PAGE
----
by Annika Bjornson | Staff Writer
Soft meles, leafy headbands and swinging hips brought the Whitworth community together for “A Voyage Through Polynesia.” The Hawaiian Club’s 49th annual lu’au on Fri. Mar. 16 attracted approximately 250 alumni, students, faculty, families and prospective student guests alike together for a celebration of Polynesian culture.
Attendees experienced authentic Hawaiian food, including kalua pork and sweet potatoes, in Sodexo before heading to the Field House for entertainment at 7 p.m.. The Hawaiian Club, whose official name is Nā Puʻuwai ʻo Hawaiʻi, performed nine pieces consisting of Hawaiian meles, a Samoan sasa, a Maori haka and a Maori karanga that honors loved ones who have passed on. President Beck Taylor and Rev. Dr. Forrest Buckner even joined in on a song and freshman Precious Grey performed a Samoan tauluga. In between songs and dances, Offensive Line football coach Andrew Fa’aumu, from Maui, Hawaii, served as the master of ceremonies (MC) and handed out prizes for answering Polynesian trivia questions, a popular activity with the children present.
Fa’aumu, who agreed to serve as the MC only a week prior after being approached by a club member at a football practice, expressed gratitude for the opportunity.
“For us to have the platform to showcase our culture, showcase what it means for us, is a great reminder for our kids to understand our roots and our background,” he said. “It’s also great for everyone else to see our identity. Polynesia is pretty big and we’re probably 3,000 miles away, so for us to have the opportunity to reminisce of how things were back in the day and tell stories is just a blessing for everyone.”
Co-presidents of the Hawaiian Club, seniors Tynell Ornellas and Samuel Nahulu, described the extensive preparation process for the event. Choreography, which was mostly split up between student leaders, began in December and ever since the start of Jan Term, the performers have been practicing every Saturday and Sunday from 11 a.m. to 4 p.m..
Nahulu, who grew up on Oahu, Hawaii, is happy with the turnout and the recent rise in recruitment of Hawaiian students. Whereas the Hawaiian Club had begun to die down when he and his co-president arrived at Whitworth, it has since grown and brought more people to big events like the lu’au.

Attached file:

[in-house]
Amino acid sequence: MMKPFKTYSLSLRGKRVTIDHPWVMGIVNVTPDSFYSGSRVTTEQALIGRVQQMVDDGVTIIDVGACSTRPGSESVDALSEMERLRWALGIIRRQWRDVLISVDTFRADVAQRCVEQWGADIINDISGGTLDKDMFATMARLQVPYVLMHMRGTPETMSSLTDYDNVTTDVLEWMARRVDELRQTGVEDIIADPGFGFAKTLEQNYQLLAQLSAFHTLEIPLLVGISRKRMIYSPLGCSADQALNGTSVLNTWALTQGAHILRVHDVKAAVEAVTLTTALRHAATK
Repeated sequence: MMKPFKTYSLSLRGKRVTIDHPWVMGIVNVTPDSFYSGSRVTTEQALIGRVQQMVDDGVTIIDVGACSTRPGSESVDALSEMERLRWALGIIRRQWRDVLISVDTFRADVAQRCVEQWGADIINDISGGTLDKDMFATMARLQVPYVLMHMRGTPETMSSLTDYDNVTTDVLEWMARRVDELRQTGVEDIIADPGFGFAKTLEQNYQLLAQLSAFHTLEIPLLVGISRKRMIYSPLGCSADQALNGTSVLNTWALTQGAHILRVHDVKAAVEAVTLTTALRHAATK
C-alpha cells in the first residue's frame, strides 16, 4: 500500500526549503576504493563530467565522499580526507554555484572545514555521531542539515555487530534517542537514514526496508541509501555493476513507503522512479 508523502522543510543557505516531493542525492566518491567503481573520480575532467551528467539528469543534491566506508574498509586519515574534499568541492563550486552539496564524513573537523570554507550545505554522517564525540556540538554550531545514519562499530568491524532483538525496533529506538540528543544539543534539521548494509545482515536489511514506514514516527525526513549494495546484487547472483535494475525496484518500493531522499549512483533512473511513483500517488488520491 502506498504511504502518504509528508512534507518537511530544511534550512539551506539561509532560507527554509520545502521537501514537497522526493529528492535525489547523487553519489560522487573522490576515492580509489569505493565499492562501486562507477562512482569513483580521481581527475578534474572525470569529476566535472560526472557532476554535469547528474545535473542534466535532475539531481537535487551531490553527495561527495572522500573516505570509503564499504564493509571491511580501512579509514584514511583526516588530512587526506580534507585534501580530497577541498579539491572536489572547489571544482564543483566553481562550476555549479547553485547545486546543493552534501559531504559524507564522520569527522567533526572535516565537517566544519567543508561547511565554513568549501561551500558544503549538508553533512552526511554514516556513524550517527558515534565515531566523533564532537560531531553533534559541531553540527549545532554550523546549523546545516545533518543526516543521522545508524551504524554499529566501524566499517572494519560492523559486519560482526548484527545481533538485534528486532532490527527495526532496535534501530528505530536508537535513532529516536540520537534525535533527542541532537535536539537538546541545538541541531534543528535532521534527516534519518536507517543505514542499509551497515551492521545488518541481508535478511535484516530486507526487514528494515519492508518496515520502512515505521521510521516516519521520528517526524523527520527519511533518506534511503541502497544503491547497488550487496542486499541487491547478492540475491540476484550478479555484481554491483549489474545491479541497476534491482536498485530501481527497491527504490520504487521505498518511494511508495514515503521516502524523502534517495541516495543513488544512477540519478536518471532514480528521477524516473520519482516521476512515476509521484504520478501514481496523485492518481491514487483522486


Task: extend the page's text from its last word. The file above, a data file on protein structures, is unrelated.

“It is kind of eye-opening seeing how much has changed since [Ty and I] have come here.”
Ornellas, from Maui, attributes the increasing Hawaiian enrollment to Whitworth’s Hawaiian Islands Scholarship.
“Ever since then, it’s been a tight-knit group,” she said. “It means a lot to be able to share our culture with all the people here…and also to share with people who don’t know that much about our culture.”
Freshman Naomi Heuer moved to the Tri-Cities six years ago from the Big Island of Hawaii and is now partaking in club events for the Hawaiian Club.
“Moving to the Tri-Cities was a very drastic change, because the culture was very different from Hawaii,” she said, “where […] everyone feels like family, and the Tri- Cities are a bit more individualistic, but coming to Whitworth was kind of a refresher of Hawaii because it’s that close-knit community again.”
Heuer says that Hawaiian Club events have included bowling, potlucks and going to Pres. Taylor’s house together. She brought a prospective student guest with her, who was also from Hawaii and enjoyed the authentic food and dance.
“It made my heart feel like it was at home again,” Heuer said, “and I’ve been very homesick lately so it was a very nice thing to have.”
Anyone interested in participating in future Hawaiian Club events can contact firstname.lastname@example.org or email@example.com. Next year will be the 50th annual lu’au, so Whitworth can be on the lookout for an even bigger celebration of Polynesian food, dance, music and community.